I interviewed Barb Downey four years ago. In the meantime I had two kids and moved to a different state. She ran the Boston Marathon. (Wow.)

Joe Carpenter and Barb Downey feel pretty strongly about the benefits of retaining ownership of their calves through the feeding phase.

But in all that time I can still remember one of her most emphatic quotes during our pickup ride through her picturesque Flint Hills pastures:

“The best thing we ever did for our bottom line was to investigate retained ownership.”

You can read the whole story I wrote that year (Open to Suggestion), but the summary notes are that she and her husband started out feeding through an early CAB value-discovery program. Then they made the plunge to full retained ownership.

They gradually started to build on a small base of registered Angus cattle they started in 1993 and now they believe so much in retained ownership that they encourage their bull-buying customers to do the same.

So let me use their example to help bust this one:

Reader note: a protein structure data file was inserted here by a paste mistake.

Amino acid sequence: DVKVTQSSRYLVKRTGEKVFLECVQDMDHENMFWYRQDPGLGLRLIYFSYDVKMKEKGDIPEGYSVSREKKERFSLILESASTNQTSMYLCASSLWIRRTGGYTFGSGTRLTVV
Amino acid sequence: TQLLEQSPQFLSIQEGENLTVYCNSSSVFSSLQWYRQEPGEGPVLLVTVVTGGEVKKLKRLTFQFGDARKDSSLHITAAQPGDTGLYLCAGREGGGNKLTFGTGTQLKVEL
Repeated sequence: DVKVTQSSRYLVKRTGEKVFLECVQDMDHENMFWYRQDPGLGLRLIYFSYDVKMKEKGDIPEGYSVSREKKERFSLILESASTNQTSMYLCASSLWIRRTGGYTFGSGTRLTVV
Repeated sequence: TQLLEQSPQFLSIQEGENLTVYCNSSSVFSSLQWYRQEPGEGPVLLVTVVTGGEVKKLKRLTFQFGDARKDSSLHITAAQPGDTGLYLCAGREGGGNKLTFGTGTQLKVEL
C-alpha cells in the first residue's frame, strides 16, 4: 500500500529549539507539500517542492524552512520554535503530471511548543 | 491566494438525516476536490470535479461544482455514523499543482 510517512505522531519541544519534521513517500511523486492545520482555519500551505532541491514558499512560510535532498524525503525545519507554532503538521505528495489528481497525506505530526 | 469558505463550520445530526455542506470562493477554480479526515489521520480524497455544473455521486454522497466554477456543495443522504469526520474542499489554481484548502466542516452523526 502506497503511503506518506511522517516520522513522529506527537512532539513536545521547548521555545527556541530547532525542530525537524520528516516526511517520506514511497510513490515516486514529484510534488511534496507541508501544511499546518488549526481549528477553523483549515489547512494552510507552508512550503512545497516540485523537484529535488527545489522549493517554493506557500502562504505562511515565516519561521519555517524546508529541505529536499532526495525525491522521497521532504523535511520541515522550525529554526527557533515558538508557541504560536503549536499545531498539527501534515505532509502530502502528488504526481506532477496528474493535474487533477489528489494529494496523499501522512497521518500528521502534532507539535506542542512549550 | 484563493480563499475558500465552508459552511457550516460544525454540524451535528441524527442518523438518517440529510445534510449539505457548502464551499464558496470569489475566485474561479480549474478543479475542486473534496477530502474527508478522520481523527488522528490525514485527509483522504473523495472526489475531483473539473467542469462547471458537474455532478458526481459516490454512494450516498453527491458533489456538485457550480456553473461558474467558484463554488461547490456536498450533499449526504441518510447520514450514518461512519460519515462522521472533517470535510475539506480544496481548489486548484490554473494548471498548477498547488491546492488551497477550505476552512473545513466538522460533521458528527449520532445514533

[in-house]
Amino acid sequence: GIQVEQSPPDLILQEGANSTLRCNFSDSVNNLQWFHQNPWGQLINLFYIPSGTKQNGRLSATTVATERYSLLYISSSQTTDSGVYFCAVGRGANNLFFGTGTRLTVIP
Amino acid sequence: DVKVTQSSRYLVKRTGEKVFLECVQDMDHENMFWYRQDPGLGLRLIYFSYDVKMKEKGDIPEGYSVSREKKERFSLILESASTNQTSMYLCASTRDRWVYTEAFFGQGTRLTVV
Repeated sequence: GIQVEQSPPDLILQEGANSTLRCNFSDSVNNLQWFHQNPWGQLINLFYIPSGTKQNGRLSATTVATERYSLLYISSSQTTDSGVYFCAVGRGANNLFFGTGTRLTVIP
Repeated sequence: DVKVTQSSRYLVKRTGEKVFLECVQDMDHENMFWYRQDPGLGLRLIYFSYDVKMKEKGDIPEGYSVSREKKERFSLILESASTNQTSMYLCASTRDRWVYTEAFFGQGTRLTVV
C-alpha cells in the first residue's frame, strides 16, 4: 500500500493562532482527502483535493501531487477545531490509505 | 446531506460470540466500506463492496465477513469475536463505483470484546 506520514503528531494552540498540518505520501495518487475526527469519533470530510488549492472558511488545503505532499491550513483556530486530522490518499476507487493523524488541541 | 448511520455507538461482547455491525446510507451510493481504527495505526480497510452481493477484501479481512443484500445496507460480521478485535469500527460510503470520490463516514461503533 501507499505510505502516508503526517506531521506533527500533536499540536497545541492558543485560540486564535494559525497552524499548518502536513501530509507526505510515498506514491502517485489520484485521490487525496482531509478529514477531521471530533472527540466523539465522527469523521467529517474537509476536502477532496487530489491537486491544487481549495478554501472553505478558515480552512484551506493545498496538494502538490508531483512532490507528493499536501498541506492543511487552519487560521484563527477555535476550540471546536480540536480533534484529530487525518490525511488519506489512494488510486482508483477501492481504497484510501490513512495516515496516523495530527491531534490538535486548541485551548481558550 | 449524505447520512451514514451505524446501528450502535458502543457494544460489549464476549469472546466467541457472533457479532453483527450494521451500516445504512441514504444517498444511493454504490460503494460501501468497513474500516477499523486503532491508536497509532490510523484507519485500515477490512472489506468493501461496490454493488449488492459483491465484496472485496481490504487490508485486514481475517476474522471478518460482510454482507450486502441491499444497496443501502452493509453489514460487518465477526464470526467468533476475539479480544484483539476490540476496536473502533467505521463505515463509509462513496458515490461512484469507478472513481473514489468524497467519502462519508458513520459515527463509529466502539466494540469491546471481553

Myth–Retaining ownership is a good way to lose a pile of money!

Darrell Busby crunches numbers as manager of Iowa's Tri-County Steer Carcass Futurity.

Fact—Sure, every year is different and there’s no guarantee that you won’t lose money, and a lot of it, retaining ownership. But the odds are greatly in your favor if you do a little homework, and there is a pile of good data that says it’s still a sound strategy.

During a summer interview, Darrell Busby, of Iowa’s Tri-County Steer Carcass Futurity (TCSCF), mentioned that last year was the most profitable year they’ve had. Producers averaged more than $140 per head.

“Profit is the happiness index of the beef industry and when you retain ownership and make a profit, then things go well,” he said. Read more of this post

It’s time to pay attention

Have you taken a look at what calves like this are worth lately? While I was trying to catch up after two weeks on another continent, the rest of our team was swapping emails, crunching numbers and speculating on exactly how much money is out there to be made by savvy cattlemen who focus on carcass quality and beef performance.